As featured on p. 218 of "Bloggers on the Bus," under the name "a MyDD blogger."

Sunday, September 30, 2007

The Wurlitzer Starts

Well, maybe the timing was off, but it certainly feels like the next war is starting, to Seymour Hersh:

The President’s position, and its corollary—that, if many of America’s problems in Iraq are the responsibility of Tehran, then the solution to them is to confront the Iranians—have taken firm hold in the Administration. This summer, the White House, pushed by the office of Vice-President Dick Cheney, requested that the Joint Chiefs of Staff redraw long-standing plans for a possible attack on Iran, according to former officials and government consultants. The focus of the plans had been a broad bombing attack, with targets including Iran’s known and suspected nuclear facilities and other military and infrastructure sites. Now the emphasis is on “surgical” strikes on Revolutionary Guard Corps facilities in Tehran and elsewhere, which, the Administration claims, have been the source of attacks on Americans in Iraq. What had been presented primarily as a counter-proliferation mission has been reconceived as counterterrorism.

The shift in targeting reflects three developments. First, the President and his senior advisers have concluded that their campaign to convince the American public that Iran poses an imminent nuclear threat has failed (unlike a similar campaign before the Iraq war), and that as a result there is not enough popular support for a major bombing campaign. The second development is that the White House has come to terms, in private, with the general consensus of the American intelligence community that Iran is at least five years away from obtaining a bomb. And, finally, there has been a growing recognition in Washington and throughout the Middle East that Iran is emerging as the geopolitical winner of the war in Iraq.

Which makes the Lieberman/Kyl amendment, passed in the Senate this past week, all the more dangerous, since it specifically labels the Revolutionary Guard a terrorist organization, and therefore counterterrorism efforts to attack them have credibility. What does not have credibility is the idea that the Revolutionary Guard are Iran are doing any kind of major attacks within Iraq. I'm sure at some level they're providing some advice, and certainly they're strengthened by having a Shiite theocratic state in power, but foreign fighters are the least of our worries in Iraq. This is a scapegoating play designed to shift the blame for failure in Iraq from the Administration to Iran. And right-wing propaganda groups are joining in that chorus.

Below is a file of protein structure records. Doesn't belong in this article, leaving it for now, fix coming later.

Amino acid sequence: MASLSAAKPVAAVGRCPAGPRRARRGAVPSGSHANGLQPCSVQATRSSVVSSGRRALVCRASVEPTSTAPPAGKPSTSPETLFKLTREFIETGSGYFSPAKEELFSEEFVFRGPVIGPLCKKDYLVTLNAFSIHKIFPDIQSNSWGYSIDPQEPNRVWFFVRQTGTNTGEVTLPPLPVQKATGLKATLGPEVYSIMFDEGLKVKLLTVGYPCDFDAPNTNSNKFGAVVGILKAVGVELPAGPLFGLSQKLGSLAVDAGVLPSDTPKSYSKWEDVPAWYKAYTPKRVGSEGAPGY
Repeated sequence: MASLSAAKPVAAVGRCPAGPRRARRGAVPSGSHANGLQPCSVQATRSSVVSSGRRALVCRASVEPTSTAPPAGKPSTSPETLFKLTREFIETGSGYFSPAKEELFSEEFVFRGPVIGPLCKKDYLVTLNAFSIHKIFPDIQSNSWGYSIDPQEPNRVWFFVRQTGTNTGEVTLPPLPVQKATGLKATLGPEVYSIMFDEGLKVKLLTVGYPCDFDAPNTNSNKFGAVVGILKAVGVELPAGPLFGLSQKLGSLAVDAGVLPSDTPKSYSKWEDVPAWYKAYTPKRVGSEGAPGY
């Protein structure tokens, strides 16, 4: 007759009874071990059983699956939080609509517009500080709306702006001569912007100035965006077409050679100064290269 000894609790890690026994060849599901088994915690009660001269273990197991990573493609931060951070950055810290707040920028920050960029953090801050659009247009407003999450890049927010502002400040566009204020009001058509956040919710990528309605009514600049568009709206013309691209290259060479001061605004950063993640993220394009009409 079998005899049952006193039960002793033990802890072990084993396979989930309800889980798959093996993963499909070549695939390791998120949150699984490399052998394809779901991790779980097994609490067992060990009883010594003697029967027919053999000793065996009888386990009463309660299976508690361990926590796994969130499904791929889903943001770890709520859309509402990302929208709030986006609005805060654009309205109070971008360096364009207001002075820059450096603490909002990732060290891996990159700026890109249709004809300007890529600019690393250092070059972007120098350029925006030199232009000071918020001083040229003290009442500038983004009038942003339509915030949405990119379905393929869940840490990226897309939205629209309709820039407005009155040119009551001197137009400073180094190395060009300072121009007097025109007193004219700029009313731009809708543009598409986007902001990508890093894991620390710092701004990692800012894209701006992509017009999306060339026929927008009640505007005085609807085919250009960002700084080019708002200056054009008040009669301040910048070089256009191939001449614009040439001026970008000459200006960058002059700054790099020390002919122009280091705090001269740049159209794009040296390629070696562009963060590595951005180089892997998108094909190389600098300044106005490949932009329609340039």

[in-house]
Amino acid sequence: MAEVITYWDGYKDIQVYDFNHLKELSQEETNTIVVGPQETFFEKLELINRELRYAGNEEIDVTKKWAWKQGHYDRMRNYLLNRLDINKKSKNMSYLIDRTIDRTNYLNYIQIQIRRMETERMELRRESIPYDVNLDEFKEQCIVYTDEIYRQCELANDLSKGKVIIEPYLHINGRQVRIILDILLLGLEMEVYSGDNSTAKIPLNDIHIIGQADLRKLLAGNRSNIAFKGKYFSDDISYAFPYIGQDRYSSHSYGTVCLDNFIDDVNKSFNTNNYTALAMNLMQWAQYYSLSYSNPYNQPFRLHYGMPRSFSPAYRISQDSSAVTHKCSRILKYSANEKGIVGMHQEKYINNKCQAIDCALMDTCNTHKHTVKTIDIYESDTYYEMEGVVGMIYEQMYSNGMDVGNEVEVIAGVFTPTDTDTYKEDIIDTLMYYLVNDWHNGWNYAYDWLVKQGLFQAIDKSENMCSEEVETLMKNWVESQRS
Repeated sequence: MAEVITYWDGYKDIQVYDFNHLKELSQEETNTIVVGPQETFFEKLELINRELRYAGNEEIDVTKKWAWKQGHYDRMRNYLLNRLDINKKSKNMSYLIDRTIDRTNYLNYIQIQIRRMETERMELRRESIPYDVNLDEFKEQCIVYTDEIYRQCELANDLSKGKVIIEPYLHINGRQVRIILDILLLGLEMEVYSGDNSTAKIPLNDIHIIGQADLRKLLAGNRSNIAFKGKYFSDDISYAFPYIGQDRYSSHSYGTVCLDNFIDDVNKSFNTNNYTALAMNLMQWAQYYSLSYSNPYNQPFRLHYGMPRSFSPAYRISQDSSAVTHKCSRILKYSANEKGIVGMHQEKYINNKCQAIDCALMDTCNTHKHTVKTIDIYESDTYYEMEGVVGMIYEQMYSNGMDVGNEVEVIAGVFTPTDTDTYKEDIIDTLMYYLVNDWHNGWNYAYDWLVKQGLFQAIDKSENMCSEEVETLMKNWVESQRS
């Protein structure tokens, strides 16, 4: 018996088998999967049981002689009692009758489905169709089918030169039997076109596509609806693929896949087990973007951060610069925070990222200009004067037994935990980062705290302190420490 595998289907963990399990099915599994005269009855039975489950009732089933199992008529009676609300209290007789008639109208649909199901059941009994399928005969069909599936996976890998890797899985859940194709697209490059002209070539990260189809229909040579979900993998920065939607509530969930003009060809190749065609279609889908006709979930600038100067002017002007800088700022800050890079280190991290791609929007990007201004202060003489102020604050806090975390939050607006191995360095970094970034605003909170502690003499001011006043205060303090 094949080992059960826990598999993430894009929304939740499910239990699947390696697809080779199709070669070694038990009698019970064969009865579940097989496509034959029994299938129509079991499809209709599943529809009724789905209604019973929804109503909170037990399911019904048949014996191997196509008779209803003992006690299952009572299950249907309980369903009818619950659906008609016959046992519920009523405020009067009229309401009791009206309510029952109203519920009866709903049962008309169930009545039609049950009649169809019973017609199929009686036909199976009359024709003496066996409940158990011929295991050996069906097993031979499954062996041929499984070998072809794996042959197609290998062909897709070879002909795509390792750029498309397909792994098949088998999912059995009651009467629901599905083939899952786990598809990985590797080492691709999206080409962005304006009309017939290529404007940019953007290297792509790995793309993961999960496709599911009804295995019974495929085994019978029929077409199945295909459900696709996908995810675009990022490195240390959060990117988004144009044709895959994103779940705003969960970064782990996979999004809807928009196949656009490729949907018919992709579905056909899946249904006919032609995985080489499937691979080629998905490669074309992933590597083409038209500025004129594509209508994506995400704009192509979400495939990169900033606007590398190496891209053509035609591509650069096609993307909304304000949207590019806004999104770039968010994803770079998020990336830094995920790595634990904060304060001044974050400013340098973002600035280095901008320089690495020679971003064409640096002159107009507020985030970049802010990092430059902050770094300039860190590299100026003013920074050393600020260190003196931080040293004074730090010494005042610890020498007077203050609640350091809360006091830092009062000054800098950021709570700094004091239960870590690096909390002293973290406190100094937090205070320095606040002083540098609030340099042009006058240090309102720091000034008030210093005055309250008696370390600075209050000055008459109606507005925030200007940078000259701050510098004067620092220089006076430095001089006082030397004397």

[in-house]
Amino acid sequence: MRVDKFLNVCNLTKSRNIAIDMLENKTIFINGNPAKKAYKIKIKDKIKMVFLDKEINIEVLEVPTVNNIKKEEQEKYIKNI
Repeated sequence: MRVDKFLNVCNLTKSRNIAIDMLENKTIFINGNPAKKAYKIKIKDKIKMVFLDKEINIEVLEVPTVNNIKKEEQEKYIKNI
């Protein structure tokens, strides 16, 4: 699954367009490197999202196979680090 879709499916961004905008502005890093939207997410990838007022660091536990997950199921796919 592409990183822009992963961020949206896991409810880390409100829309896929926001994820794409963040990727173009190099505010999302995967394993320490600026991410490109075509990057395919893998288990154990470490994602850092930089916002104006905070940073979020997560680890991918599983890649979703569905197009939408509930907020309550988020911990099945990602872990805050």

The New York Times reports that next month, the White House-front group Freedom’s Watch “will sponsor a private forum of 20 experts on radical Islam that is expected to make the case that Iran poses a direct threat to the security of the United States”:

“If Hitler’s warnings were heeded when he wrote ‘Mein Kampf,’ he could have been stopped,” said Bradley Blakeman, 49, the president of Freedom’s Watch and a former deputy assistant to Mr. Bush. “Ahmadinejad is giving all the same kind of warning signs to us, and the region — he wants the destruction of the United States and the destruction of Israel.”

We are seeing a lot of the same signs as we did in the fall of 2002: a neutered Congress, a propaganda war, an inevitability strategy for war in friendly media, resources within the intelligence community moved to Iran, and telling the IAEA to go fly a kite.

U.S. Secretary of State Condoleezza Rice cautioned the U.N. nuclear watchdog group Wednesday not to interfere with international diplomacy over Iran's alleged weapons program.

Condoleezza Rice criticized the U.N. nuclear watchdog group Wednesday while en route to the Middle East.

The International Atomic Energy Agency "is not in the business of diplomacy," Rice told reporters traveling with her to the Middle East.

The IAEA's role should be limited to carrying out inspections and offering a "clear declaration and clear reporting on what the Iranians are doing; whether and when and if they are living up to the agreements they have signed," she said.

Maybe it's because they carried out inspections in Iraq, were on their way to finding nothing, and got kicked out of the country before they were done, leading to a global foreign policy disaster. They're "butting in" because they don't want to see disaster number two.

All of which goes back to this Lieberman/Kyl vote, a major win for the neocons which now puts practically all the impetus for stopping a war with Iran on the MILITARY, which is simply an un-American scenario. Ezra Klein gets this exactly right.

Five years after the start of the Iraq War, after seeing all of George W. Bush's deceptions and mismanagement, after seeing our forces chewed up and our prestige shredded, you might imagine Democrats would be reticent to allow any steps towards a confrontation with Iran, particularly under this president. But quite the opposite: 29 Democrats voted to go to war with Iraq. Five years later, 30 voted to push us towards war with Iran. They are still cowards, and they have still learned nothing.

Read all of Hersh's article.

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